The Wealth of Nations
Book 4, Chapter 1
The Principle of the Commercial or Mercantile System
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Chapter 1 Summary
The popular notion that wealth means money (gold and silver) arises from the fact that money is used both as an instrument of commerce and as a measure of value, in the sense that if we have money, we can readily obtain whatever we need.
A rich country abounds in money. A nation's consumable goods, on the other hand, may exist in abundance one year and be lacking the next year, due to waste and extravagance.
The governments of Spain and Portugal, the principal exporters of gold and silver throughout Europe, prohibited the export of gold and silver. When these two countries became commercial, merchants found this prohibition to be damaging to trade. They argued that export of these precious metals could only be prevented by addressing the balance of trade: when a country exports a greater value than it imports, a balance is owed by the foreign nations, which is paid in gold and silver, thereby increasing the quantity of these precious metals in the kingdom. On the other hand, when a country imports a greater value than it exports, a balance is owed to the foreign nations, which when paid will diminish the quantity of these precious metals in the kingdom. Furthermore, government prohibition was unable to hinder the exportation of gold and silver since it is easily smuggled.
Government attention was also focused on another, equally fruitless, notion. Home industry and trade, which creates many jobs, was viewed as secondary to foreign trade, since it neither brought money into a country nor sent any out, and as such it was felt that home trade would not increase a country's wealth.
A country that has the means to buy gold and silver will never have a shortage of these precious metals. The quantity of commodities purchased or produced is always regulated by market demand. But no commodities are more easily regulated by this demand than gold and silver, since its small size and high value mean it is easily transported from one place to another—from a place where it is cheap to a market where it is expensive. The ease with which gold and silver can be transported from locations in which it is plentiful to those in which it is in high demand mean that their price does not fluctuate continually, as is the case with most other commodities.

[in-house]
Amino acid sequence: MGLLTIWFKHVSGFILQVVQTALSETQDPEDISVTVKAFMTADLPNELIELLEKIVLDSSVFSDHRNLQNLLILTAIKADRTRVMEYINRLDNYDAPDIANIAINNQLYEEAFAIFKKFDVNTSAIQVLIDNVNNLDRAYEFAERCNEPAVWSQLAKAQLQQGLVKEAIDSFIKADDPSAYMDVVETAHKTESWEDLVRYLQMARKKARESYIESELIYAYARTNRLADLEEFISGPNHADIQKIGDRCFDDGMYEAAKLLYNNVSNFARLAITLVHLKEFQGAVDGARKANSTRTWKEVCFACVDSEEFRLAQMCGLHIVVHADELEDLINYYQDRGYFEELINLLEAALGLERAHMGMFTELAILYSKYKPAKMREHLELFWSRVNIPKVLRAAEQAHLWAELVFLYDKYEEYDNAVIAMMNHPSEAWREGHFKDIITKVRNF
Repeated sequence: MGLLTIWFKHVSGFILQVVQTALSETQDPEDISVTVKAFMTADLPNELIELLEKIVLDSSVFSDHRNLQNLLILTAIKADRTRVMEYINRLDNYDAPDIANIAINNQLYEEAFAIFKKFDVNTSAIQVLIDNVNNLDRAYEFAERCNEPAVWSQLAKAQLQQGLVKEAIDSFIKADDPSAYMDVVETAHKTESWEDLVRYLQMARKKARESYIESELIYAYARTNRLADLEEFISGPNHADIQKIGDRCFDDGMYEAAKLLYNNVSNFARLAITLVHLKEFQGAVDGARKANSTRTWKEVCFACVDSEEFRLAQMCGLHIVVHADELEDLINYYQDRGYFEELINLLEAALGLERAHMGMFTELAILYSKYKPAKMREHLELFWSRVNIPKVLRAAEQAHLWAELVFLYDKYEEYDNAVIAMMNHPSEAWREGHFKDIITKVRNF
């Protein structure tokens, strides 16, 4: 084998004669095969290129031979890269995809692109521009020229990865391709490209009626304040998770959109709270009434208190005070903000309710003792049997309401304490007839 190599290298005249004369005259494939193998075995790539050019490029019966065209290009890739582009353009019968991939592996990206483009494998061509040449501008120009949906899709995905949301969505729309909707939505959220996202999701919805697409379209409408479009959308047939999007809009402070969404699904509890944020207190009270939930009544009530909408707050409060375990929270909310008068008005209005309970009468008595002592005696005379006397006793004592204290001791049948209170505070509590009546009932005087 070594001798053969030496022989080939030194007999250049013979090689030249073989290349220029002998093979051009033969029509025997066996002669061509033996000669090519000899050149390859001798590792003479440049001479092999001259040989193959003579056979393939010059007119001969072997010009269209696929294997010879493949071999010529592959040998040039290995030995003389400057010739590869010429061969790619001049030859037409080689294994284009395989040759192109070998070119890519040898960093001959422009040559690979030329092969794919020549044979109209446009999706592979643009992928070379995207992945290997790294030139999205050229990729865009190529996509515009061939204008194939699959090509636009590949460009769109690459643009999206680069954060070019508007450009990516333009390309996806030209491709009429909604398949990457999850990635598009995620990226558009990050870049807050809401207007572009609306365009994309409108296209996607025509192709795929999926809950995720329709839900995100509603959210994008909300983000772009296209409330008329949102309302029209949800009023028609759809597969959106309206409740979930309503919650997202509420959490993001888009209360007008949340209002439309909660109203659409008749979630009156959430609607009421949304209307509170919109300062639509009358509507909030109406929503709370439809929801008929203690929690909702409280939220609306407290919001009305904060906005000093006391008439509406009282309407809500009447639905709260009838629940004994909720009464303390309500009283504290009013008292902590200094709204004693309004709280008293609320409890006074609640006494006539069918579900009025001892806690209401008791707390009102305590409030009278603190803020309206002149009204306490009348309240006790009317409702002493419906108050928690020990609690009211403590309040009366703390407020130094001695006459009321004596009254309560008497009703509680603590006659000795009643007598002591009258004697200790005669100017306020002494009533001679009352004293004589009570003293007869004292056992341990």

When money is scarce, traders will barter, though this is not without its inconveniences. Buying and selling on credit is more secure—but the best situation is always a well-regulated supply of money. A lack of money in a country does not necessarily mean a lack of gold and silver pieces in circulation, but rather that many people want those pieces but have nothing to give for them. It is not a lack of gold and silver, but rather the problems people face trying to get loans or reimbursing those loans that lead to complaints about lack of money.
Wealth is not represented by money, gold or silver, but rather what money can purchase, and as such is valuable only for purchasing. Money constitutes part of the national capital, but generally only a small—and the most unprofitable—part. Wealth is not constituted by money, but money is the established instrument of commerce, used to obtain commodities or labor. Furthermore, most commodities are more perishable than money and therefore frequently incur losses. A merchant’s capital sometimes consists entirely of perishable goods intended for trade against money.
Goods can serve many other purposes besides being traded for money, but money can serve no other purpose besides purchasing goods. Men do not desire money for money’s sake, but for what they can purchase with it.
Importing gold and silver is not the sole benefit a nation derives from its foreign trade. Foreign trade also moves out the surplus part of a country’s produce for which there is no demand at home, and brings back something else for which there is a demand. Foreign trade also extends the home market, which enables the division of labor to be carried out to the highest perfection. Broadening the market encourages the country to improve its productive power and to increase its annual produce, thus growing its real revenue and wealth.
In light of this belief that wealth was constituted by gold and silver, and that only balance of trade could bring these into a country which lacked mines, many governments felt it made sense economically to restrain the importation of foreign goods and to increase the exportation of domestic produce. These restraints on foreign imports were placed on goods that could be produced at home, and especially on goods imported from countries with which trade was thought to be disadvantageous. The restraints included high duties and in some cases total prohibition.
Exportation was encouraged through a number of measures including bounties, trade agreements with foreign states, and the establishment of colonies. Bounties encouraged start-up businesses and specialized industries. Under the trade agreements, the country would be granted specific privileges by a foreign state for its commodities. The establishment of colonies created a monopoly of the market for the merchants of the country which established them.
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